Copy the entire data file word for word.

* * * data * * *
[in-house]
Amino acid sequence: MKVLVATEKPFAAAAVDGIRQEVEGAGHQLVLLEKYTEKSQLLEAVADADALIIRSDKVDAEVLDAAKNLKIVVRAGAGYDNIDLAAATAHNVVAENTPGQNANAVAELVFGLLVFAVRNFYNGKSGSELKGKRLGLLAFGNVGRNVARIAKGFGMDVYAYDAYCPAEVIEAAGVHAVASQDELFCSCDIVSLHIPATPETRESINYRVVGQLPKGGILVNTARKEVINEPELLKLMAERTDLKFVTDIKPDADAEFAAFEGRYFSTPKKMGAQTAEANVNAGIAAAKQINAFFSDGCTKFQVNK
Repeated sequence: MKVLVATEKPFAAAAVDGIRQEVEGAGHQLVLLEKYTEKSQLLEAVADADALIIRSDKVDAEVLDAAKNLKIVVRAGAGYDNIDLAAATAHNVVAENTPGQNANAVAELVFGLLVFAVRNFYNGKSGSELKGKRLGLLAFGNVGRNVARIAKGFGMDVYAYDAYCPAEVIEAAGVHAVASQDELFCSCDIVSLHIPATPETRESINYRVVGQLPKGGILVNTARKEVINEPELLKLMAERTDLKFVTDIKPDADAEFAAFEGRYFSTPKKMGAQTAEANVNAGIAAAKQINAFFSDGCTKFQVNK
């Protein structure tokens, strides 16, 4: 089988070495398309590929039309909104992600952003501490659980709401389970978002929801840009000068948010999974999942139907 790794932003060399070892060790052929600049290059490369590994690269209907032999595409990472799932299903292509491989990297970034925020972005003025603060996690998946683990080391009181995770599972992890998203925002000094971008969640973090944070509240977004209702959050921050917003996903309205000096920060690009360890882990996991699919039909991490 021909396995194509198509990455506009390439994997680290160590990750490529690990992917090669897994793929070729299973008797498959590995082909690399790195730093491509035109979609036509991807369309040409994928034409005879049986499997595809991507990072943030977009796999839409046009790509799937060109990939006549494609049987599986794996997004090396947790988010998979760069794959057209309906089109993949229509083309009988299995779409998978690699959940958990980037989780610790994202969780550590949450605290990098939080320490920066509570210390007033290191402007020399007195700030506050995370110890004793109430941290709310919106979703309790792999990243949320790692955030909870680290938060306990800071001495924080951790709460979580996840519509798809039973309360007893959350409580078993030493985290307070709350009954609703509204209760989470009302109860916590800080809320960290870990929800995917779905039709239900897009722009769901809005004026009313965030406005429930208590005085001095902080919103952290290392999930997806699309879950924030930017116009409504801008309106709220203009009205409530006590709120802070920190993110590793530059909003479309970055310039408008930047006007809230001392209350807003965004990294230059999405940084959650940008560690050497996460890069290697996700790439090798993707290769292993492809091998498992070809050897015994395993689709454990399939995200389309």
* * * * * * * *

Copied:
[in-house]
Amino acid sequence: MKVLVATEKPFAAAAVDGIRQEVEGAGHQLVLLEKYTEKSQLLEAVADADALIIRSDKVDAEVLDAAKNLKIVVRAGAGYDNIDLAAATAHNVVAENTPGQNANAVAELVFGLLVFAVRNFYNGKSGSELKGKRLGLLAFGNVGRNVARIAKGFGMDVYAYDAYCPAEVIEAAGVHAVASQDELFCSCDIVSLHIPATPETRESINYRVVGQLPKGGILVNTARKEVINEPELLKLMAERTDLKFVTDIKPDADAEFAAFEGRYFSTPKKMGAQTAEANVNAGIAAAKQINAFFSDGCTKFQVNK
Repeated sequence: MKVLVATEKPFAAAAVDGIRQEVEGAGHQLVLLEKYTEKSQLLEAVADADALIIRSDKVDAEVLDAAKNLKIVVRAGAGYDNIDLAAATAHNVVAENTPGQNANAVAELVFGLLVFAVRNFYNGKSGSELKGKRLGLLAFGNVGRNVARIAKGFGMDVYAYDAYCPAEVIEAAGVHAVASQDELFCSCDIVSLHIPATPETRESINYRVVGQLPKGGILVNTARKEVINEPELLKLMAERTDLKFVTDIKPDADAEFAAFEGRYFSTPKKMGAQTAEANVNAGIAAAKQINAFFSDGCTKFQVNK
């Protein structure tokens, strides 16, 4: 089988070495398309590929039309909104992600952003501490659980709401389970978002929801840009000068948010999974999942139907 790794932003060399070892060790052929600049290059490369590994690269209907032999595409990472799932299903292509491989990297970034925020972005003025603060996690998946683990080391009181995770599972992890998203925002000094971008969640973090944070509240977004209702959050921050917003996903309205000096920060690009360890882990996991699919039909991490 021909396995194509198509990455506009390439994997680290160590990750490529690990992917090669897994793929070729299973008797498959590995082909690399790195730093491509035109979609036509991807369309040409994928034409005879049986499997595809991507990072943030977009796999839409046009790509799937060109990939006549494609049987599986794996997004090396947790988010998979760069794959057209309906089109993949229509083309009988299995779409998978690699959940958990980037989780610790994202969780550590949450605290990098939080320490920066509570210390007033290191402007020399007195700030506050995370110890004793109430941290709310919106979703309790792999990243949320790692955030909870680290938060306990800071001495924080951790709460979580996840519509798809039973309360007893959350409580078993030493985290307070709350009954609703509204209760989470009302109860916590800080809320960290870990929800995917779905039709239900897009722009769901809005004026009313965030406005429930208590005085001095902080919103952290290392999930997806699309879950924030930017116009409504801008309106709220203009009205409530006590709120802070920190993110590793530059909003479309970055310039408008930047006007809230001392209350807003965004990294230059999405940084959650940008560690050497996460890069290697996700790439090798993707290769292993492809091998498992070809050897015994395993689709454990399939995200389309």